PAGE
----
Common Questions about Fibreglass Roofing Systems
Frequently Asked Questions
How much hardener do i use?
Thorough mixing of catalyst into resins and gelcoat is very important. Also the correct additions should be observed to maintain good results. Dispensers are advised for accuracy.
The details below gives the correct ratios of catalyst to resin and gelcoat by weight. 1% is considered a slow mix, 2% is ideal, 3% is a fast mix. Additions outside these bands in not advisable for proper curing, in fact adding more than 4% may result in a failure to cure. The pot life of these mixes is also determined by temperature. The higher the temperature the faster the cure.
As a general guide 2% addition at 20ºC gives 15-20 minutes pot life. The resin will always cure quicker if left in a mass such as the mixing bucket or in castings. Never mixed gelcoat or topcoat above 2% it is best to mix smaller amounts frequently.
Follow the basic principles based on weight for example 10kg will use 200ml at 2%
- 1kg @ 1% is 10ml
- 1kg @ 2% is 20ml
- 1kg @ 3% is 30ml
- 1kg @ 4% is 40ml
How long for delivery?
Allow 1-3 working day to avoid on site delays
Do I need to have a dry day to use fibreglass?
My boards got wet! Now what?
Acetone will evaporate water on cured laminate prior to topcoat.
Can I Apply Topcoat on a different day?
Hints and tips
- Cut shorter strips
- Apply the main roof CSM over the woven during the laminating process
- Use strips of CSM matting instead of the Woven bandage cut into Max 2m lenghs (Roll up before laying for ease of application)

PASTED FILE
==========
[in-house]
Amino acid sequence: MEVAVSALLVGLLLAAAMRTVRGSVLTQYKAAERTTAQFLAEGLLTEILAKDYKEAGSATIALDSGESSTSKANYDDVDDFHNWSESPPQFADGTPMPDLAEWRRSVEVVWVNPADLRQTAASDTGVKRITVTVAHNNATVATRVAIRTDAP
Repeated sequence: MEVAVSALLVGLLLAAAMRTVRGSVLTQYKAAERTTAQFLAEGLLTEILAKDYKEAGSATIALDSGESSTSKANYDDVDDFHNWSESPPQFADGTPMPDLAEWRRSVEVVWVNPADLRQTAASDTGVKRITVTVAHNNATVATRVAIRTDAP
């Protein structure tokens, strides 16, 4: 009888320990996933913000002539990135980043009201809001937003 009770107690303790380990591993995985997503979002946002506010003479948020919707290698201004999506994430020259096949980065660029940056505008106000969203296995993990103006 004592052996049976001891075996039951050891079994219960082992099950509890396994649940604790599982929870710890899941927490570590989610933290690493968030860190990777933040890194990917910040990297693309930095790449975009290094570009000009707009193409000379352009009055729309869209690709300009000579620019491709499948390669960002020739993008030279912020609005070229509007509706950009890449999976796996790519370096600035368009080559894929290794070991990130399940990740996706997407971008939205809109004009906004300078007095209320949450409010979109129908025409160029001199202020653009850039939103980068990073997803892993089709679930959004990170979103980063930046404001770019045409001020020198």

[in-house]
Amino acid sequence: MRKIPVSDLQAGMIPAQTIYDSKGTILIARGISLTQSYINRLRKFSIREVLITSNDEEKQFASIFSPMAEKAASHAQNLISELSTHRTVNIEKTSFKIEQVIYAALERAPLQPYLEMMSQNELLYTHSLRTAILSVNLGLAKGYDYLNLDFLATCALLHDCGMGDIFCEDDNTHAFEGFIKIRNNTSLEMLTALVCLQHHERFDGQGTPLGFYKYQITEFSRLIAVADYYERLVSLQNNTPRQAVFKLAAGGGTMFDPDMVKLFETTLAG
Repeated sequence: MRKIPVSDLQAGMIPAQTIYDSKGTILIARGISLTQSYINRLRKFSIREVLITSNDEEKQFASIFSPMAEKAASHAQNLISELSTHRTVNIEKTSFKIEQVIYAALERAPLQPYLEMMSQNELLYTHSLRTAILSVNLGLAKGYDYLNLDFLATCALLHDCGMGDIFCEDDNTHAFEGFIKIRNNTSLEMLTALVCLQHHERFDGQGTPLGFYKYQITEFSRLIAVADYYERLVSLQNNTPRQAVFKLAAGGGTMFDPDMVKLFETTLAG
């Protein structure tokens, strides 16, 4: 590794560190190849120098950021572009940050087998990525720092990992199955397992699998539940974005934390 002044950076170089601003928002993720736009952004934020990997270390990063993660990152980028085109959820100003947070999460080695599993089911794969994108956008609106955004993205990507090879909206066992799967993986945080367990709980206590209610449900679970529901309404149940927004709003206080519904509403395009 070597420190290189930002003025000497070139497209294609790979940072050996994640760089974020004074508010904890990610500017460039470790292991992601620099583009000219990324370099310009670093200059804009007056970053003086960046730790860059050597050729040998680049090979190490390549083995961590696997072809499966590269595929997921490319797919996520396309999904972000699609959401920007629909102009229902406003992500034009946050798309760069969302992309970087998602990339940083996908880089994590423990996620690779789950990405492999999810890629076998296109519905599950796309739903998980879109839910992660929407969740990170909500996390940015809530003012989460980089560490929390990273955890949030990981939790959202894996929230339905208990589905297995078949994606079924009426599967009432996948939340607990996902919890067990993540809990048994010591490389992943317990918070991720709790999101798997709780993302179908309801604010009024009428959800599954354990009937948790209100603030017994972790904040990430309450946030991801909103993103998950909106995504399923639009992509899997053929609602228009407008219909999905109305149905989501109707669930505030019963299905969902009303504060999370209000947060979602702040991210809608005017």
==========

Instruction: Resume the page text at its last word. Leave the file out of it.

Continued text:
- Peal away cured Resin and re-use the bucket again
- 5 Litre buckets hold approx 5kg in weight (example 1 lItre = 1kg approx)
- Roller is going hard while im using it
- Barrol head jammed
- Roller is Rock solid
- Have a litre of acetone in a tub for cleaning during the Process of laminating
- Unscrew the barrol head between sessions allowing the frame to soak clean
- Unscrew the barrow head and wire brush clean & Soak overnight in a well vented area.
General advice laying a GRP roof
Repairing a GRP roof If the roof surface becomes damaged by impact or has to be cut for any reason it can be easily repaired using the following procedure:
- Clean off the damaged area with solvent and abrade the GRP surface with a hand grinder for a distance of 100mm from the damaged area or edge to be joined.
- Cut the 450/600gm2 glass to the correct size to cover the affected area and mix sufficient resin with catalyst as previously described.
- Brush resin onto the area to be laminated at the rate of 1 kilo per square metre. Place the glass over the area, wet out the glass with resin at the rate of 0.5 kilos per square metre. Stipple well with the brush or use a paddle wheel roller for larger areas.
- Ensure that the laminate is free from air and completely consolidated and allow to cure.
- Mix the Topcoat with catalyst as previously described and apply with a brush at the rate of 0.5 kilos per square metre.
- Allow to cure. This procedure will ensure that the patch or joining piece applied will bond to the original laminate and form a weatherproof patch over the damaged or cut laminate.
Advice when using GRP during Winter months
- Always check the local weather forecast (See Commercial Manual for details on how to obtain an accurate forecast.) • During the Winter, avoid topcoating a roof after 2-3pm unless it is a clear bright day and not too cold. The heat from the sun contributes a great deal towards the curing of the laminate during colder months. After the sun has set, it is unlikely that the topcoat will cure over night. If left uncured, the topcoat may cure with debris and leaves stuck to the surface, or with an undesirable finish if it rains. • Ensure that the surface temperature of the boards is checked before laying the resin or topcoat.
- Ensure that the resin is warmed before use if the ambient temperature is below 10ºC.
- Always ensure that the resin remains indoors the night before it is used.
- Do not use resin or topcoat in temperatures below 5ºC.